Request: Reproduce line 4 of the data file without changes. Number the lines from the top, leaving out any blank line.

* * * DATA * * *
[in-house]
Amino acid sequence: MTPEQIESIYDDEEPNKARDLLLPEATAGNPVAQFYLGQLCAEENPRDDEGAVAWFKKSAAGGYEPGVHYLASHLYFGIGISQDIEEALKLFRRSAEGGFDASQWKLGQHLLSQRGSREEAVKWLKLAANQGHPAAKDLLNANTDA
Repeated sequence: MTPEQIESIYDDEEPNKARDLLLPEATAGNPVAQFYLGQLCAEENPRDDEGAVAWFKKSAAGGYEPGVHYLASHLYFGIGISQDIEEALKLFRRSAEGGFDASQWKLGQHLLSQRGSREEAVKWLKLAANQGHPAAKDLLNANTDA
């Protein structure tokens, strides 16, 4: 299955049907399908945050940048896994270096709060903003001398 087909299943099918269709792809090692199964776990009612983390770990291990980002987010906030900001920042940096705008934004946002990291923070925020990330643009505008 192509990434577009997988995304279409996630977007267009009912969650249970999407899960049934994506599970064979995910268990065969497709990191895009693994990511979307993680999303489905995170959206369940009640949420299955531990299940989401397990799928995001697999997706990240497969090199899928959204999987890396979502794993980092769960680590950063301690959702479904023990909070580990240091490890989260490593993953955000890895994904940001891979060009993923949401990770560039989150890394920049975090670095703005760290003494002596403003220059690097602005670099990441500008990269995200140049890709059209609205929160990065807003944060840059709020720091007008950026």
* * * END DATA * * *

């Protein structure tokens, strides 16, 4: 299955049907399908945050940048896994270096709060903003001398 087909299943099918269709792809090692199964776990009612983390770990291990980002987010906030900001920042940096705008934004946002990291923070925020990330643009505008 192509990434577009997988995304279409996630977007267009009912969650249970999407899960049934994506599970064979995910268990065969497709990191895009693994990511979307993680999303489905995170959206369940009640949420299955531990299940989401397990799928995001697999997706990240497969090199899928959204999987890396979502794993980092769960680590950063301690959702479904023990909070580990240091490890989260490593993953955000890895994904940001891979060009993923949401990770560039989150890394920049975090670095703005760290003494002596403003220059690097602005670099990441500008990269995200140049890709059209609205929160990065807003944060840059709020720091007008950026």